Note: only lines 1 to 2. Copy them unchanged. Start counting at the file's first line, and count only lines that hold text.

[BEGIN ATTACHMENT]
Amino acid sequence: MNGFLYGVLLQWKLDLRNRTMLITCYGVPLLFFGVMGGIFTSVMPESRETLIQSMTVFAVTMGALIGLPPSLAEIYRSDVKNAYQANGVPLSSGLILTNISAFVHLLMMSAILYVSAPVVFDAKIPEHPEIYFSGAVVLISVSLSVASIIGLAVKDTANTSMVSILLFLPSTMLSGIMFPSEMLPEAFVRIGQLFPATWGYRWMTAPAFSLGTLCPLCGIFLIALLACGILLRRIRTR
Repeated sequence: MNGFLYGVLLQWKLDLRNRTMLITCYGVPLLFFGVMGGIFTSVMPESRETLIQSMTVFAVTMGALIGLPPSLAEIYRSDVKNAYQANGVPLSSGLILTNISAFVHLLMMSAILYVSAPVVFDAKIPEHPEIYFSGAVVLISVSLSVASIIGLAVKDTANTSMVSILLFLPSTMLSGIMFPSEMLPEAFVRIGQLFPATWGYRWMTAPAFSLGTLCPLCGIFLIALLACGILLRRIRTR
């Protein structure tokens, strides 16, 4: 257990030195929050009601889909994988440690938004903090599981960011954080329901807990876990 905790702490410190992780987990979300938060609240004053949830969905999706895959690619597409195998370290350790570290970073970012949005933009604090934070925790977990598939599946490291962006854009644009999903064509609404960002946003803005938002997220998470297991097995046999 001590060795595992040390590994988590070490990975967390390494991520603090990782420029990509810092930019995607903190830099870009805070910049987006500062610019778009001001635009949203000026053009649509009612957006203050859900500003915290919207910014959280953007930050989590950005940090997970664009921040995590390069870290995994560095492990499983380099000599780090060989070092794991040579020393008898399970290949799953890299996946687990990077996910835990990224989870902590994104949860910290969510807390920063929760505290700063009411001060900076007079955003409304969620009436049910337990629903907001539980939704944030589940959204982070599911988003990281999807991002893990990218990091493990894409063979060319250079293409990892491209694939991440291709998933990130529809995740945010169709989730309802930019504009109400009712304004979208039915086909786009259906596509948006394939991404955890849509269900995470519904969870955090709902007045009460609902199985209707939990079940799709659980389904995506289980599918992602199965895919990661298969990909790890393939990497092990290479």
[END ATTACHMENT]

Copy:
Amino acid sequence: MNGFLYGVLLQWKLDLRNRTMLITCYGVPLLFFGVMGGIFTSVMPESRETLIQSMTVFAVTMGALIGLPPSLAEIYRSDVKNAYQANGVPLSSGLILTNISAFVHLLMMSAILYVSAPVVFDAKIPEHPEIYFSGAVVLISVSLSVASIIGLAVKDTANTSMVSILLFLPSTMLSGIMFPSEMLPEAFVRIGQLFPATWGYRWMTAPAFSLGTLCPLCGIFLIALLACGILLRRIRTR
Repeated sequence: MNGFLYGVLLQWKLDLRNRTMLITCYGVPLLFFGVMGGIFTSVMPESRETLIQSMTVFAVTMGALIGLPPSLAEIYRSDVKNAYQANGVPLSSGLILTNISAFVHLLMMSAILYVSAPVVFDAKIPEHPEIYFSGAVVLISVSLSVASIIGLAVKDTANTSMVSILLFLPSTMLSGIMFPSEMLPEAFVRIGQLFPATWGYRWMTAPAFSLGTLCPLCGIFLIALLACGILLRRIRTR